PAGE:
Schutzjude

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Schutzjude (German for "Protected Jew") was a status for German Jews granted by the imperial, princely or royal courts.

Within the Holy Roman Empire, except some eastern territories gained by the Empire in the 11th and 12th centuries (e.g. Brandenburg), Jews usually had the status of Servi camerae regis. This status included imperial protection and the levying of special taxes on the Jews for the Empire's treasury (Latin: camera regis). But the emperors, always short of money, alienated — by sale or pledge — their privilege to levy extra taxes on Jews, not all at once, but territory by territory to different creditors and purchasers. Thus Jews lost their — not always reliable — imperial protection.

Many territories that gained supremacy over the Jews living within their boundaries subsequently expelled them. After the general expulsions of the Jews from a given territory often only single Jews — if any at all — would be granted the personal privilege to reside within the territory. This personal privilege, documented by a Schutzbrief (writ of protection), a Geleitsbrief (writ of escort), or (in Brandenburg) a Patent, was sometimes inheritable by only one son (in rare instances, by all sons), and was sometimes uninheritable. Jews holding such a privilege were thus called Schutzjuden, vergeleitete Juden, or Patentjuden, as opposed to Jews who had no right of residence, who were known as unvergeleitete Juden. The latter were not allowed to marry, and might spend their life unmarried as a member of the household of a privileged relative or employer.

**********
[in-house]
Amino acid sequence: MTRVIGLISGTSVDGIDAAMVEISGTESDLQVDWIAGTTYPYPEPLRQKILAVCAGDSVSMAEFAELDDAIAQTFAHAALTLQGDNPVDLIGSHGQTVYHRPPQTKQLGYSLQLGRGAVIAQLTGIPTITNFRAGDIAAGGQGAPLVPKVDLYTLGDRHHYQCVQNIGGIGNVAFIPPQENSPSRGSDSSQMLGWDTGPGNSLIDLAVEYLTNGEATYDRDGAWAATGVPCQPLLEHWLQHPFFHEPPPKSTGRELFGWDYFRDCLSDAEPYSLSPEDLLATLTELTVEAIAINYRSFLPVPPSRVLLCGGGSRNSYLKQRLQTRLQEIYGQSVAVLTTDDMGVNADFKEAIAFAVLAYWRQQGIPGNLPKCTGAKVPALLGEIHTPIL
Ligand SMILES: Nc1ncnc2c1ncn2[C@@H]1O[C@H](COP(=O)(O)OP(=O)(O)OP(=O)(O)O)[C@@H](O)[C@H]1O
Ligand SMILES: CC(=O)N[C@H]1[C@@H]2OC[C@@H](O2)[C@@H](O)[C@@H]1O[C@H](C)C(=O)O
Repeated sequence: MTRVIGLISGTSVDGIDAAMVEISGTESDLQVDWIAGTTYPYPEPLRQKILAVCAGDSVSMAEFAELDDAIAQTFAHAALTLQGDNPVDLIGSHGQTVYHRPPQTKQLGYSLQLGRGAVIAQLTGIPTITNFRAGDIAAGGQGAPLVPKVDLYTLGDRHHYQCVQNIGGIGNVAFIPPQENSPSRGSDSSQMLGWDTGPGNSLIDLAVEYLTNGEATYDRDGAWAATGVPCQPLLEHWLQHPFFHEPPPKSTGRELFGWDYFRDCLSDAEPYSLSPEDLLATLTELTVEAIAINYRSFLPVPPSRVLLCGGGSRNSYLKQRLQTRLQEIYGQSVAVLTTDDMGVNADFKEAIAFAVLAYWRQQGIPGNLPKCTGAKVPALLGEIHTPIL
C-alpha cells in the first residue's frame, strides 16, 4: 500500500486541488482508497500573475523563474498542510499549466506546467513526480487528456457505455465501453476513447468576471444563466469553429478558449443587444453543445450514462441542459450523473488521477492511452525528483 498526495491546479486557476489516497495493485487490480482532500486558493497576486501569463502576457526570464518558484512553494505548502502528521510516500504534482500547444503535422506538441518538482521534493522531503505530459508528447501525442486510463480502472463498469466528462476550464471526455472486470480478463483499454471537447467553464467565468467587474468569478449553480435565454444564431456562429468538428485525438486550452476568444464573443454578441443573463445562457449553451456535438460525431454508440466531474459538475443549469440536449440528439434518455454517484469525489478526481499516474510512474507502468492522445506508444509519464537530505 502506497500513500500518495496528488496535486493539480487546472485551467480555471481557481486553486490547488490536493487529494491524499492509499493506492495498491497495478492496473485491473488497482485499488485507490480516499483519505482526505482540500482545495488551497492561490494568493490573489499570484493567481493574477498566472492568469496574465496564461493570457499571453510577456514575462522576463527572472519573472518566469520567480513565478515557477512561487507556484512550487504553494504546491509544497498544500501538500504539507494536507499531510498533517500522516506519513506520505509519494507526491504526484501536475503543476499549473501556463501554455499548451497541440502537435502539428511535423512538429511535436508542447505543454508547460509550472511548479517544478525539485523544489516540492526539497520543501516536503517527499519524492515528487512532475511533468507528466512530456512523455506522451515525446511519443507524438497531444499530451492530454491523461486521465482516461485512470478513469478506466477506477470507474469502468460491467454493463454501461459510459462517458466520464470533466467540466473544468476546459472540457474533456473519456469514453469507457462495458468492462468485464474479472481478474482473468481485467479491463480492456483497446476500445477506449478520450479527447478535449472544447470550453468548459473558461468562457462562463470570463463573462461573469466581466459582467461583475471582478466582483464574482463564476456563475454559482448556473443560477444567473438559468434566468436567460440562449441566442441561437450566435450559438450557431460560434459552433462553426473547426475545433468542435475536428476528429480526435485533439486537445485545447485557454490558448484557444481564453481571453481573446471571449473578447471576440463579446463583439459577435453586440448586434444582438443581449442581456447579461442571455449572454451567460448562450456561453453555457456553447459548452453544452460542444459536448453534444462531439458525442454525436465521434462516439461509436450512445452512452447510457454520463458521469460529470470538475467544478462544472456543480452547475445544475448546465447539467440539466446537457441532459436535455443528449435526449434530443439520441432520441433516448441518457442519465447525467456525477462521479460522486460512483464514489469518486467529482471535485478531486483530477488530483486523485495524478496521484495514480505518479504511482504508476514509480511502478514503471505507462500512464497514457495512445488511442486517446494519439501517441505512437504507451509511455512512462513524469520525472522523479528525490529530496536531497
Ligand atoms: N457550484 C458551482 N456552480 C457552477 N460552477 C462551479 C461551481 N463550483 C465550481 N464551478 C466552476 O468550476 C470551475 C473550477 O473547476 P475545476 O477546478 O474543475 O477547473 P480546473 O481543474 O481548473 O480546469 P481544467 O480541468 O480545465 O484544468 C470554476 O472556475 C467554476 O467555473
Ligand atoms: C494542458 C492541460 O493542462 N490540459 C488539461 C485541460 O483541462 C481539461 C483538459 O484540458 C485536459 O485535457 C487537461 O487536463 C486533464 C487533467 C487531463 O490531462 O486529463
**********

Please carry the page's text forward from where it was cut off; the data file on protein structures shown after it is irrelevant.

For example, in October 1763 King Frederick II of Brandenburg-Prussia granted Moses Mendelssohn, until then under protection by being employed by a Patentjude, a personal, uninheritable privilege, which assured his right to undisturbed residence in Berlin. His wife and children, who had no independent permission to reside, lost their status of family member of a Patentjude when Mendelssohn died in 1786. They were later granted multi-son inheritable Patents. In 1810 Stein's Prussian reforms introduced a freely inheritable Prussian citizenship for all subjects of the king, doing away with the different prior legal status of the Estates, such as the Nobility, the burghers of the chartered cities, the unfree peasants, the officialdom at the court, the Patent Jews, and the Huguenots.

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